Michael Atherton used to say ugly 40s were the most important innings he played, because they kept him his place and gave him another chance to find form. Strauss has probably done enough to keep his place for the final Test in Napier, but Shah could replace him if the selectors look to shake the batting up for the first Test of the summer. A victory for England here would obviously lessen Shah's chances.

Have you tried new the Independent Digital Edition apps?
Caption competition
Caption competition
Latest stories from i100
Daily Quiz
Have you tried new the Independent Digital Edition apps?
Independent Dating
and  

By clicking 'Search' you
are agreeing to our
Terms of Use.

Career Services

Day In a Page

Sepp Blatter resignation: The beginning of Fifa's long road to reform?

Does Blatter's departure mean Fifa will automatically clean up its act?

Don't bet on it, says Tom Peck
Charles Kennedy: The baby of the House who grew into a Lib Dem giant

The baby of the House who grew into a Lib Dem giant

Charles Kennedy was consistently a man of the centre-left, dedicated to social justice, but was also a champion of liberty and an opponent of the nanny-state, says Baroness Williams
Syria civil war: The harrowing testament of a five-year-old victim of this endless conflict

The harrowing testament of a five-year-old victim of Syria's endless civil war

Sahar Qanbar lost her mother and brother as civilians and government soldiers fought side by side after being surrounded by brutal Islamist fighters. Robert Fisk visited her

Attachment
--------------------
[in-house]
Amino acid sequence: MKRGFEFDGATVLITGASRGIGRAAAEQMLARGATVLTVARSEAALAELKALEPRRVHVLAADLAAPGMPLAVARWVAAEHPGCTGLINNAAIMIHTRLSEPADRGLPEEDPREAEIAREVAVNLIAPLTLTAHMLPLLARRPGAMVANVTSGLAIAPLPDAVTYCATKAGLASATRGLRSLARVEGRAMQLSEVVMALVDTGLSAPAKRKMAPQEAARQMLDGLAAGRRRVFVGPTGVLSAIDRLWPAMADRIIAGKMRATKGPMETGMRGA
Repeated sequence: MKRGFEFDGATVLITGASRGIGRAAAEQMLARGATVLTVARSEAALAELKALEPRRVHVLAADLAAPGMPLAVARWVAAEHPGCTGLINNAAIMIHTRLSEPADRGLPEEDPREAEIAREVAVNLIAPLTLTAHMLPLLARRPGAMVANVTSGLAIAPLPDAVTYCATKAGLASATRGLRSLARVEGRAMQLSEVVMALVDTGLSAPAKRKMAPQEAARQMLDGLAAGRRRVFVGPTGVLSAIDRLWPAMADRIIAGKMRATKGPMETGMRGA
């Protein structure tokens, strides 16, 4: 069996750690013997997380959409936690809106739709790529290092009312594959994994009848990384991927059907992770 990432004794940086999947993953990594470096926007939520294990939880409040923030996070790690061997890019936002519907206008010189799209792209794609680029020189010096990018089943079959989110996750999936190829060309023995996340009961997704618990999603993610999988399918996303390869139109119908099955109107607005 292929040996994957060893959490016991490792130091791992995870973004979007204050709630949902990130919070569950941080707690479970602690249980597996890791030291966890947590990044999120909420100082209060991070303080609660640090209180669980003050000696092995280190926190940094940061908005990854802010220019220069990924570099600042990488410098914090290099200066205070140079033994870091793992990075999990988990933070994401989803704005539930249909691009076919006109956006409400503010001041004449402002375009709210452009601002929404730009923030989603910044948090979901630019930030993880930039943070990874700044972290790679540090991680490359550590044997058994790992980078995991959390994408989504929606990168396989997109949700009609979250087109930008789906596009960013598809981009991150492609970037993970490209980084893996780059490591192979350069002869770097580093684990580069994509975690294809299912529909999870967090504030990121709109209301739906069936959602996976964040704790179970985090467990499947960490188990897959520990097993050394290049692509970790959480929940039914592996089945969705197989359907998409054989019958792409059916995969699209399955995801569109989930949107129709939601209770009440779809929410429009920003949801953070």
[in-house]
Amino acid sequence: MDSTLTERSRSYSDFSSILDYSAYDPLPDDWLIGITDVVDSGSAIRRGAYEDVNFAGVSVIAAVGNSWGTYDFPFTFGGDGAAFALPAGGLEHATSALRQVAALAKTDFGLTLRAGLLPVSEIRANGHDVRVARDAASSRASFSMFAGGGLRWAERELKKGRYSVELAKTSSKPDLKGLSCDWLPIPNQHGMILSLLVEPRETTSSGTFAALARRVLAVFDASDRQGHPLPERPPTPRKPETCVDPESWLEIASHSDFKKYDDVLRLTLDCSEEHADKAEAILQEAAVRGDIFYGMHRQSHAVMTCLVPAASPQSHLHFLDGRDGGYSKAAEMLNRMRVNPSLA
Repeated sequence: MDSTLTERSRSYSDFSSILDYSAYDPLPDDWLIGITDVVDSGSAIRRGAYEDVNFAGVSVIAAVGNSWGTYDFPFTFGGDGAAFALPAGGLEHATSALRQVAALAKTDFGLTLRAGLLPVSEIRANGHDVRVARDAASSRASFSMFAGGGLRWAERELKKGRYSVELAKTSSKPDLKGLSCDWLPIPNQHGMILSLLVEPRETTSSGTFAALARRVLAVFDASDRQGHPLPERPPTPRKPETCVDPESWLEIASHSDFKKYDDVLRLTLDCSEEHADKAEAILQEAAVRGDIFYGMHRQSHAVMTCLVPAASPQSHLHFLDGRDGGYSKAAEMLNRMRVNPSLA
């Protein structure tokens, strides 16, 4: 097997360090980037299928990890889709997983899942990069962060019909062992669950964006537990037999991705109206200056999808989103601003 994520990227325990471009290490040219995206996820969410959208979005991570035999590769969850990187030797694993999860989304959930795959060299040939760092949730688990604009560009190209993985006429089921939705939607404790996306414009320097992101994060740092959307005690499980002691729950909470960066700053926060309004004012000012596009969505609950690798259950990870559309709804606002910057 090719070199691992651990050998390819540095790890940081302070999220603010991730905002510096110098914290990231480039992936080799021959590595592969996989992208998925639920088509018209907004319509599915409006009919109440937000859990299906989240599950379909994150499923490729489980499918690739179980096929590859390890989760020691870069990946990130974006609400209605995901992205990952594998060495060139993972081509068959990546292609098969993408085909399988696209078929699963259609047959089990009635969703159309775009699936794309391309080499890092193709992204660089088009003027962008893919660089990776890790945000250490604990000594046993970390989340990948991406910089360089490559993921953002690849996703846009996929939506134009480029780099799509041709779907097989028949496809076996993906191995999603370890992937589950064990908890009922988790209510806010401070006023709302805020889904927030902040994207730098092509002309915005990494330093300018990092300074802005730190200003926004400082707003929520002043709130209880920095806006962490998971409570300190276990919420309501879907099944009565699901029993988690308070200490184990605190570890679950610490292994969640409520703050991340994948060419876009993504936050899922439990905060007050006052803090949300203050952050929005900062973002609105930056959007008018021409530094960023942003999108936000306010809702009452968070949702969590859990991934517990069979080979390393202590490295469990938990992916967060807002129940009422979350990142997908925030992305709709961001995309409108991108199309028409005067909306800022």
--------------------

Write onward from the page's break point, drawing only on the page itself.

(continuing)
The future of songwriting: How streaming is changing everything we know about making music

The future of songwriting

How streaming is changing everything we know about making music
William Shemin and Henry Johnson: Jewish and black soldiers receive World War I Medal of Honor amid claims of discrimination

Recognition at long last

Jewish and black soldiers who fought in WWI finally receive medals after claims of discrimination
Beating obesity: The new pacemaker which helps over-eaters

Beating obesity

The new pacemaker which helps over-eaters
9 best women's festival waterproofs

Ready for rain: 9 best women's festival waterproofs

These are the macs to keep your denim dry and your hair frizz-free(ish)
Cycling World Hour Record: Nervous Sir Bradley Wiggins ready for pain as he prepares to go distance

Wiggins worried

Nervous Sir Bradley ready for pain as he prepares to attempt cycling's World Hour Record
Liverpool close in on Milner signing

Liverpool close in on Milner signing

Reds baulk at Christian Benteke £32.5m release clause
On your feet! Spending at least two hours a day standing reduces the risk of heart attacks, cancer and diabetes, according to new research

On your feet!

Spending half the day standing 'reduces risk of heart attacks and cancer'
With scores of surgeries closing, what hope is there for the David Cameron's promise of 5,000 more GPs and a 24/7 NHS?

The big NHS question

Why are there so few new GPs when so many want to study medicine?
Big knickers are back: Thongs ain't what they used to be

Thongs ain't what they used to be

Big knickers are back
Thurston Moore interview

Thurston Moore interview

On living in London, Sonic Youth and musical memoirs
In full bloom

In full bloom

Floral print womenswear
From leading man to Elephant Man, Bradley Cooper is terrific

From leading man to Elephant Man

Bradley Cooper is terrific